By Jay Mathews
Sunday, March 23, 2008
Dear Extra Credit:
At the beginning of the school year, I asked my child's kindergarten teacher about the reading curriculum. I got an ambiguous answer. Further questioning revealed no more, but the materials coming home in the backpack did. Once I saw the whole-language approach was being used, I bought a phonics book.
I've been teaching phonics at home nights and weekends ever since. I have observed my child guessing incorrectly at words for which she has the phonics skill set to sound out. We have talked about this, but it still happens. How do I undo the damage done by the whole-language reading curriculum?
My child seems to be meeting the teacher's expectations. My child has told me about another student in the class who "sounds out" but was not taught that skill by the teacher. So I know I am not alone in teaching extracurricular phonics.
Prince George's County
Educational researchers are still fighting the whole language vs. phonics battle, but, as you say, the phonics people have more evidence on their side. I am all for parents deciding how their children should be taught, but it takes hard work. Collect data and materials in support of your position on phonics and show them to the teacher. Listen to what she says. You are trying to be polite, I realize, but the teacher deserves your frank statement that you don't like the way she is teaching reading.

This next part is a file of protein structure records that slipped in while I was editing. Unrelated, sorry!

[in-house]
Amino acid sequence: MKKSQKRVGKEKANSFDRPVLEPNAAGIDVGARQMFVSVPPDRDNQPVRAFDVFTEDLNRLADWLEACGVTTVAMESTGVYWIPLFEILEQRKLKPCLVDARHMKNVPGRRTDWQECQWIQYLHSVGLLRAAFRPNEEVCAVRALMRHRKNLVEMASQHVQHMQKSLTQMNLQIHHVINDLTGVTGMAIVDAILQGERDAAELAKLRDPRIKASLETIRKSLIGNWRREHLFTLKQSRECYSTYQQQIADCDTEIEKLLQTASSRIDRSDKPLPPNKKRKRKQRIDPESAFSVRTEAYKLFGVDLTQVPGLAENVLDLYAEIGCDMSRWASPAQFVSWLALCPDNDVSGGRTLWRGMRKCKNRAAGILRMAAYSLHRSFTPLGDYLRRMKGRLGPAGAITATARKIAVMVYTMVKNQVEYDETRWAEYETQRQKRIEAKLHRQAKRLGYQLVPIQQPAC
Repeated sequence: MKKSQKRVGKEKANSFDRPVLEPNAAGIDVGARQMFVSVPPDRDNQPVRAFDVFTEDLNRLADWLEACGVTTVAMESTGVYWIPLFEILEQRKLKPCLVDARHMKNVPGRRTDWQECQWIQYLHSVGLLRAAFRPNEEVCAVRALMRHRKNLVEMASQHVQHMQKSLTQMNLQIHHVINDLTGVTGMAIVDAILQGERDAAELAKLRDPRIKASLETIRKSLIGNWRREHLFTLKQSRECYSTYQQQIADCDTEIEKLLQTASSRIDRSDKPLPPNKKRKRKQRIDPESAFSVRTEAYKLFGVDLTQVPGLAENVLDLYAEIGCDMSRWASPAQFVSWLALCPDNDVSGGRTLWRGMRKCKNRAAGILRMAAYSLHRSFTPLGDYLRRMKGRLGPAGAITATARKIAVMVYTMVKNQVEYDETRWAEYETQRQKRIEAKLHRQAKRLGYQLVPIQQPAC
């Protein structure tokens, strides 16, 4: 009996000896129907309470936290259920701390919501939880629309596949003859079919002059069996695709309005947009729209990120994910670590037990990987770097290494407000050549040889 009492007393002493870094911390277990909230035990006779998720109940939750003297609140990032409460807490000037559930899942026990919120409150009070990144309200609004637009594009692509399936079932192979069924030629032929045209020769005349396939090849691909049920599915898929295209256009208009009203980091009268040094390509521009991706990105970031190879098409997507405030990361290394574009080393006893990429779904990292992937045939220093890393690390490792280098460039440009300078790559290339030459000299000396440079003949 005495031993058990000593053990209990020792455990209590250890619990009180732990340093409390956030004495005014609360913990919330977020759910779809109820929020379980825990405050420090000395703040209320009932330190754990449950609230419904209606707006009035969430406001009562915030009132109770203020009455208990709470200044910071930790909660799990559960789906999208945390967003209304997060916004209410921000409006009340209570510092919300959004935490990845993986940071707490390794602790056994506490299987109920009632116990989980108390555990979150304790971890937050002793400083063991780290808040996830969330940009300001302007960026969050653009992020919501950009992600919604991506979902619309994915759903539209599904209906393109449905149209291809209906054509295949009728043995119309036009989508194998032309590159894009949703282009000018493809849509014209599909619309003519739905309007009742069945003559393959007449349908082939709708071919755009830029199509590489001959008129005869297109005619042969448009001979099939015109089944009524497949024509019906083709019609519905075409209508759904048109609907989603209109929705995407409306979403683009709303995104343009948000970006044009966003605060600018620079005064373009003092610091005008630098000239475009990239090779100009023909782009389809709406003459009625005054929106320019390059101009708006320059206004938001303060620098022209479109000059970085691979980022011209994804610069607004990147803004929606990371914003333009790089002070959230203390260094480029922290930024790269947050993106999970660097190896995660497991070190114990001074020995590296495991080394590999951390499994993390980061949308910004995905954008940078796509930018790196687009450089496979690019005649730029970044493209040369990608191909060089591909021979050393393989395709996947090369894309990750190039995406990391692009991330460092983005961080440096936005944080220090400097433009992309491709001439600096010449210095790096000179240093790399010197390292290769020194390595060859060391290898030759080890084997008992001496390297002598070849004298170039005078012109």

She may surprise you and say that she agrees, and that she is about to bring more phonics into her lessons. Or she may say she doesn't agree. If so, go to the principal and then the district's reading specialist, and see whether they can help. If not, you are going to have to look for another school. At least this time, you will know what questions to ask before you enroll your child.
Dear Extra Credit:
I was interested to read K. Reed's concerns ["In Search of a Private School, the Great Data Debate Continues," March 6] about her two early-reading children. My children also learned to read as part of learning to talk. We started them in public schools. One was challenged because there were other readers in her first-grade class. The other was not, initially.